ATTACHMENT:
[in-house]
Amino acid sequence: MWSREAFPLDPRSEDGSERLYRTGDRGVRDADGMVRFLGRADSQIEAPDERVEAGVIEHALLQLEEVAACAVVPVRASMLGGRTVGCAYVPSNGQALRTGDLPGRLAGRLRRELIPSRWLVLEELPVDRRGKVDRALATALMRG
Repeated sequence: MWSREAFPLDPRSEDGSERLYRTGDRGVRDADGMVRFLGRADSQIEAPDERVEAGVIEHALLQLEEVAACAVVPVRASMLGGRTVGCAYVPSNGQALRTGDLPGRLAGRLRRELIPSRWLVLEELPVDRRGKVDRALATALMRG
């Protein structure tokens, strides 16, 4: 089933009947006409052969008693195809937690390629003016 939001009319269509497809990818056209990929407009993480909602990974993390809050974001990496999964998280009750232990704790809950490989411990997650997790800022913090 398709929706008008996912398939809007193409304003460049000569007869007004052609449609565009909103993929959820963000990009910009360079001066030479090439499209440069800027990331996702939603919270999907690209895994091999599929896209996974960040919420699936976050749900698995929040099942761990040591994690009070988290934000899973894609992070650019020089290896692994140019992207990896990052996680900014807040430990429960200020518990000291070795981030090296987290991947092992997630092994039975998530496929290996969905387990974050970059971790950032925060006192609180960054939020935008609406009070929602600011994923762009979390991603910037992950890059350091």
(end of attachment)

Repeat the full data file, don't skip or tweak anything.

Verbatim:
[in-house]
Amino acid sequence: MWSREAFPLDPRSEDGSERLYRTGDRGVRDADGMVRFLGRADSQIEAPDERVEAGVIEHALLQLEEVAACAVVPVRASMLGGRTVGCAYVPSNGQALRTGDLPGRLAGRLRRELIPSRWLVLEELPVDRRGKVDRALATALMRG
Repeated sequence: MWSREAFPLDPRSEDGSERLYRTGDRGVRDADGMVRFLGRADSQIEAPDERVEAGVIEHALLQLEEVAACAVVPVRASMLGGRTVGCAYVPSNGQALRTGDLPGRLAGRLRRELIPSRWLVLEELPVDRRGKVDRALATALMRG
């Protein structure tokens, strides 16, 4: 089933009947006409052969008693195809937690390629003016 939001009319269509497809990818056209990929407009993480909602990974993390809050974001990496999964998280009750232990704790809950490989411990997650997790800022913090 398709929706008008996912398939809007193409304003460049000569007869007004052609449609565009909103993929959820963000990009910009360079001066030479090439499209440069800027990331996702939603919270999907690209895994091999599929896209996974960040919420699936976050749900698995929040099942761990040591994690009070988290934000899973894609992070650019020089290896692994140019992207990896990052996680900014807040430990429960200020518990000291070795981030090296987290991947092992997630092994039975998530496929290996969905387990974050970059971790950032925060006192609180960054939020935008609406009070929602600011994923762009979390991603910037992950890059350091």